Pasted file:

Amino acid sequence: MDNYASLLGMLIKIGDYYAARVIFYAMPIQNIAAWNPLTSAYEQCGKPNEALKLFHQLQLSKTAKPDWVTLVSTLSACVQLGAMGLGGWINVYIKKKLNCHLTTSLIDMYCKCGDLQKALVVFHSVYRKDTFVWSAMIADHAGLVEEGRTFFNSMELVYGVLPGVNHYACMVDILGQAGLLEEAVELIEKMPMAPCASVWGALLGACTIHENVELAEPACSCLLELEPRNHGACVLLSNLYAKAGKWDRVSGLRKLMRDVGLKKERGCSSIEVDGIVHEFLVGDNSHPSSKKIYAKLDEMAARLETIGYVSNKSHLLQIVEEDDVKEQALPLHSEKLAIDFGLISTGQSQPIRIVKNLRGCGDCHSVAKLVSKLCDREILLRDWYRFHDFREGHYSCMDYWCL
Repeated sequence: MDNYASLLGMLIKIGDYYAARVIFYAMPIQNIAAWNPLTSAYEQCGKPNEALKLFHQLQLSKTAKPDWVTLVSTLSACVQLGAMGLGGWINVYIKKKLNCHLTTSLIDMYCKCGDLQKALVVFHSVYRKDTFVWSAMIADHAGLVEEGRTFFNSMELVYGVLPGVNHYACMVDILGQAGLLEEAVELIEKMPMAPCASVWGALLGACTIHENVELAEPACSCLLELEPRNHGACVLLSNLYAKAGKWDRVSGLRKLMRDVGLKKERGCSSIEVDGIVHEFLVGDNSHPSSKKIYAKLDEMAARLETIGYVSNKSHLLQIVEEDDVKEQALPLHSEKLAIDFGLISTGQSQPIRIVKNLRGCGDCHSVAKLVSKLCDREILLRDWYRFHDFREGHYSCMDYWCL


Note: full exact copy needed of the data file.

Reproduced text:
Amino acid sequence: MDNYASLLGMLIKIGDYYAARVIFYAMPIQNIAAWNPLTSAYEQCGKPNEALKLFHQLQLSKTAKPDWVTLVSTLSACVQLGAMGLGGWINVYIKKKLNCHLTTSLIDMYCKCGDLQKALVVFHSVYRKDTFVWSAMIADHAGLVEEGRTFFNSMELVYGVLPGVNHYACMVDILGQAGLLEEAVELIEKMPMAPCASVWGALLGACTIHENVELAEPACSCLLELEPRNHGACVLLSNLYAKAGKWDRVSGLRKLMRDVGLKKERGCSSIEVDGIVHEFLVGDNSHPSSKKIYAKLDEMAARLETIGYVSNKSHLLQIVEEDDVKEQALPLHSEKLAIDFGLISTGQSQPIRIVKNLRGCGDCHSVAKLVSKLCDREILLRDWYRFHDFREGHYSCMDYWCL
Repeated sequence: MDNYASLLGMLIKIGDYYAARVIFYAMPIQNIAAWNPLTSAYEQCGKPNEALKLFHQLQLSKTAKPDWVTLVSTLSACVQLGAMGLGGWINVYIKKKLNCHLTTSLIDMYCKCGDLQKALVVFHSVYRKDTFVWSAMIADHAGLVEEGRTFFNSMELVYGVLPGVNHYACMVDILGQAGLLEEAVELIEKMPMAPCASVWGALLGACTIHENVELAEPACSCLLELEPRNHGACVLLSNLYAKAGKWDRVSGLRKLMRDVGLKKERGCSSIEVDGIVHEFLVGDNSHPSSKKIYAKLDEMAARLETIGYVSNKSHLLQIVEEDDVKEQALPLHSEKLAIDFGLISTGQSQPIRIVKNLRGCGDCHSVAKLVSKLCDREILLRDWYRFHDFREGHYSCMDYWCL